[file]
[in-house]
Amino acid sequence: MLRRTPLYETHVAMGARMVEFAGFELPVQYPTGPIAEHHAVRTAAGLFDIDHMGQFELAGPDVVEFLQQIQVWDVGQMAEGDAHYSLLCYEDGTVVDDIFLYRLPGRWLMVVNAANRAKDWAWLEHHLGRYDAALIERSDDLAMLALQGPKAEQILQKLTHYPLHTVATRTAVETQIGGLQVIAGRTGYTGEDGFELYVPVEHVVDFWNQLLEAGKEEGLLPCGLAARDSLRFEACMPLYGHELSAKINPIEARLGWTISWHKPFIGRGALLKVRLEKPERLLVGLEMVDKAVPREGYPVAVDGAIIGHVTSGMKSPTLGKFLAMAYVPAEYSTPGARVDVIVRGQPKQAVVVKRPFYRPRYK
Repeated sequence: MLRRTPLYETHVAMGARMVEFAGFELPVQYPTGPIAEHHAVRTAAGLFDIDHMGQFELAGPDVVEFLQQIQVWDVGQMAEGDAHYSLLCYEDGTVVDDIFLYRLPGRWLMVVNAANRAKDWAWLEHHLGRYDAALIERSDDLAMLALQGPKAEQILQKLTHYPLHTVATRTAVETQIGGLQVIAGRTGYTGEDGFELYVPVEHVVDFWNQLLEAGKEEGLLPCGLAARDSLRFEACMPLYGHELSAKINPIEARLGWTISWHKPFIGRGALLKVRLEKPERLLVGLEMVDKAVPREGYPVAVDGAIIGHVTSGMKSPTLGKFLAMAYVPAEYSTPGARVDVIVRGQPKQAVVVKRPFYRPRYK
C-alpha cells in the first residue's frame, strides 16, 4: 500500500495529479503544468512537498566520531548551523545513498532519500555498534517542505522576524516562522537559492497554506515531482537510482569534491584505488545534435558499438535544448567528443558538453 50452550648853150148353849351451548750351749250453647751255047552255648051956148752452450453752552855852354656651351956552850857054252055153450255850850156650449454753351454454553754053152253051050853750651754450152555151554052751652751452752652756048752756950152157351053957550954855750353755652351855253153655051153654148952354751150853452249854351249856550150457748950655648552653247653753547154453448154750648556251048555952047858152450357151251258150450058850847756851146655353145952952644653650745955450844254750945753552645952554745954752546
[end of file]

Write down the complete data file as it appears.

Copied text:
[in-house]
Amino acid sequence: MLRRTPLYETHVAMGARMVEFAGFELPVQYPTGPIAEHHAVRTAAGLFDIDHMGQFELAGPDVVEFLQQIQVWDVGQMAEGDAHYSLLCYEDGTVVDDIFLYRLPGRWLMVVNAANRAKDWAWLEHHLGRYDAALIERSDDLAMLALQGPKAEQILQKLTHYPLHTVATRTAVETQIGGLQVIAGRTGYTGEDGFELYVPVEHVVDFWNQLLEAGKEEGLLPCGLAARDSLRFEACMPLYGHELSAKINPIEARLGWTISWHKPFIGRGALLKVRLEKPERLLVGLEMVDKAVPREGYPVAVDGAIIGHVTSGMKSPTLGKFLAMAYVPAEYSTPGARVDVIVRGQPKQAVVVKRPFYRPRYK
Repeated sequence: MLRRTPLYETHVAMGARMVEFAGFELPVQYPTGPIAEHHAVRTAAGLFDIDHMGQFELAGPDVVEFLQQIQVWDVGQMAEGDAHYSLLCYEDGTVVDDIFLYRLPGRWLMVVNAANRAKDWAWLEHHLGRYDAALIERSDDLAMLALQGPKAEQILQKLTHYPLHTVATRTAVETQIGGLQVIAGRTGYTGEDGFELYVPVEHVVDFWNQLLEAGKEEGLLPCGLAARDSLRFEACMPLYGHELSAKINPIEARLGWTISWHKPFIGRGALLKVRLEKPERLLVGLEMVDKAVPREGYPVAVDGAIIGHVTSGMKSPTLGKFLAMAYVPAEYSTPGARVDVIVRGQPKQAVVVKRPFYRPRYK
C-alpha cells in the first residue's frame, strides 16, 4: 500500500495529479503544468512537498566520531548551523545513498532519500555498534517542505522576524516562522537559492497554506515531482537510482569534491584505488545534435558499438535544448567528443558538453 50452550648853150148353849351451548750351749250453647751255047552255648051956148752452450453752552855852354656651351956552850857054252055153450255850850156650449454753351454454553754053152253051050853750651754450152555151554052751652751452752652756048752756950152157351053957550954855750353755652351855253153655051153654148952354751150853452249854351249856550150457748950655648552653247653753547154453448154750648556251048555952047858152450357151251258150450058850847756851146655353145952952644653650745955450844254750945753552645952554745954752546